Greetings, forex friends! If you’re wondering whether or not oil prices are still weighing-in on the major economies, then look no further since I’ve got a one-stop shop inflation roundup. Does that make sense?
Hmm. The headline readings are mixed since some economies saw increases while other saw declines. The majority remained steady, however. Let’s take a closer look at each economy, shall we?
U.S. annualized headline CPI for the October period climbed back to 0.2% after flattening out in the previous month. The increase was mostly due to the energy component (-17.1% vs. -18.4% previous) having less of a negative impact when compared to the previous reading, with all energy sub-components recovering a bit. Fuel oil, for example, was only down 32.9% from 34.9% previously. Okay, that’s still pretty horrible, but an improvement is still an improvement, right? As for the the annualized core reading, it increased by 1.9%, which is the same rate of increase as last time. The main driver for the continued increase was the services component (+2.8% vs. +2.7% previous), though the commodities component dug slightly deeper into negative territory (-0.7% vs. -0.5% previous).
The annualized headline reading for Canada’s CPI for the October period showed an increase of 1.0%, the same rate as in the September period. Of the 8 major components being tracked, 7 were able to advance. The one and only drag was 3.2% decline (-3.5% previous) printed by the transportation component due to a 17.1% drop in the gasoline index. However, some components had lower rates of increase. The “household operations, furnishing, and equipment” component, for instance, only increased by 2.1% in October (2.5% previous). But the solid 4.1% increase in the food component (+3.5% previous) was able to offset these since said component contributes 16.41% to the CPI reading.
Annualized headline inflation declined by 0.1% in October, same as back in September, due to negative contributions from the “food and non-alcoholic beverages” (-0.30% vs. -0.25% previous) and “transport” (-0.39% vs. -0.41% previous) components. The BOE already warned that inflation is “likely to remain close to zero in the near term” in their MPC meeting minutes and November Inflation report, however.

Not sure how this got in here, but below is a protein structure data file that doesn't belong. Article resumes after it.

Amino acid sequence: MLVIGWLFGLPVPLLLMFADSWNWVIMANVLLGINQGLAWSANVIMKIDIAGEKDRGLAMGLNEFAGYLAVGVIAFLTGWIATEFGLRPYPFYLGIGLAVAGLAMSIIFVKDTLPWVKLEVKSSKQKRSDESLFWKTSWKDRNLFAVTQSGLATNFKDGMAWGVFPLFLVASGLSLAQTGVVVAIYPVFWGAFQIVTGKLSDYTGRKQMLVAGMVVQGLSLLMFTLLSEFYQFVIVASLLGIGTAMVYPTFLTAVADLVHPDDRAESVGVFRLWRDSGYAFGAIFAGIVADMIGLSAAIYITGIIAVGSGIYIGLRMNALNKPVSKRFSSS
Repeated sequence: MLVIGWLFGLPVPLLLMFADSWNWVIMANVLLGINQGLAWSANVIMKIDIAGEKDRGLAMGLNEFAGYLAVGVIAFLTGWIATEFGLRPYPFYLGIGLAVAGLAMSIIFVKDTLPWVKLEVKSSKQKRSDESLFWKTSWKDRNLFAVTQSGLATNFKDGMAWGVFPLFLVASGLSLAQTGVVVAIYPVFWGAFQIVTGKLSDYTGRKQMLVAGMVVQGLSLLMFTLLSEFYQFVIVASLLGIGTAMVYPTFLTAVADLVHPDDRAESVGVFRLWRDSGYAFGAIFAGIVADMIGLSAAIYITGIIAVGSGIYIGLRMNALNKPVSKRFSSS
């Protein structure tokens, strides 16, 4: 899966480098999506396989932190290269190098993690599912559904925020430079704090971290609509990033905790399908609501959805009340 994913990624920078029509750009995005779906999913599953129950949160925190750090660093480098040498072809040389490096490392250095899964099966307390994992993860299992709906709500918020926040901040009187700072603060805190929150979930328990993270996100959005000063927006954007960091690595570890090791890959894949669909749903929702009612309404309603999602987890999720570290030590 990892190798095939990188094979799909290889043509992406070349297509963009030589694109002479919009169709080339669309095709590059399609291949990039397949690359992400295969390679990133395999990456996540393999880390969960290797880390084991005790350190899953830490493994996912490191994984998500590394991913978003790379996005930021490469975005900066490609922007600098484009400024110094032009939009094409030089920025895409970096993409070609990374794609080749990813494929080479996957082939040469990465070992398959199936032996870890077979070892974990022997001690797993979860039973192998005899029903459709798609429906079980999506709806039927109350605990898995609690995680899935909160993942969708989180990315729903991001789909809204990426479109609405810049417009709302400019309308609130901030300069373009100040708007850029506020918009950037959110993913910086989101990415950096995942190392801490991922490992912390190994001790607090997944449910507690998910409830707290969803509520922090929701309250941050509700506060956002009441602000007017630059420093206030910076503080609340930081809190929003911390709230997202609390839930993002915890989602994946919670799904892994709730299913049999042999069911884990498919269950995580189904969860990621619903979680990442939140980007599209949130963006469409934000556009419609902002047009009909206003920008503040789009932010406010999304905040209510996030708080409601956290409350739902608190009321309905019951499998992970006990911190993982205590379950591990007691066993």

Incidentally, the aforementioned components are not included in the core reading, which is why the core reading is still printing a relatively healthy increase, with the current uptick being mainly due to the “clothing and footwear” component contributing +0.07% to CPI after dragging it down by 0.03% last time. With the exception of recreation and culture (-0.05% vs. -0.11% previous), all other components saw rather subdued increases. And the BOE attributed this to the “substantial appreciation” of the pound since mid-2013 continuing “to depress import price growth and so inflation” in the November Inflation Report.
The Euro Zone
The euro zone’s headline CPI reading was able to recover in October after dipping into the red back in September. The uptick was due to a slower rates of decline in oil-related components. The “fuels for transport” component, for example, only decreased by 13.5% (-14.2% previous) thereby having a negative impact on CPI of only -0.68% (-0.71% previous). Of the major euro zone economies, Germany’s annualized headline CPI was +0.2%, and the same goes for France. Italy did a little better with +0.3% while Spain was down in the dumps with -0.9%.